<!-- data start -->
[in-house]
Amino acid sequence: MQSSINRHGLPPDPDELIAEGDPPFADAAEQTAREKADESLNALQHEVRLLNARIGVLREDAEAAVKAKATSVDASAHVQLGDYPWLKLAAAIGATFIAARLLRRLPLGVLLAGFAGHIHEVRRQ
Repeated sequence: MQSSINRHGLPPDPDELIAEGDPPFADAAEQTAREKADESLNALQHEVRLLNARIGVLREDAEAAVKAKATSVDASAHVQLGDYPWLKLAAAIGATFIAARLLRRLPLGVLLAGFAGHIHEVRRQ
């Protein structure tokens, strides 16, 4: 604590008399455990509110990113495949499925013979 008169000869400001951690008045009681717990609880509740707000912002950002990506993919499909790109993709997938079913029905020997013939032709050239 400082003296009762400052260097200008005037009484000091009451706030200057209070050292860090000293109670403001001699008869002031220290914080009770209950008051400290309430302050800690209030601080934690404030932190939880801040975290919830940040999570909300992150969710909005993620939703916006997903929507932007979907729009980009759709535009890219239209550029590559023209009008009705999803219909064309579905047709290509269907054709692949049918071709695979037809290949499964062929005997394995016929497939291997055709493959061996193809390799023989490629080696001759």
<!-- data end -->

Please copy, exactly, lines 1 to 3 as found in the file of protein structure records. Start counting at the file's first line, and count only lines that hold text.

[in-house]
Amino acid sequence: MQSSINRHGLPPDPDELIAEGDPPFADAAEQTAREKADESLNALQHEVRLLNARIGVLREDAEAAVKAKATSVDASAHVQLGDYPWLKLAAAIGATFIAARLLRRLPLGVLLAGFAGHIHEVRRQ
Repeated sequence: MQSSINRHGLPPDPDELIAEGDPPFADAAEQTAREKADESLNALQHEVRLLNARIGVLREDAEAAVKAKATSVDASAHVQLGDYPWLKLAAAIGATFIAARLLRRLPLGVLLAGFAGHIHEVRRQ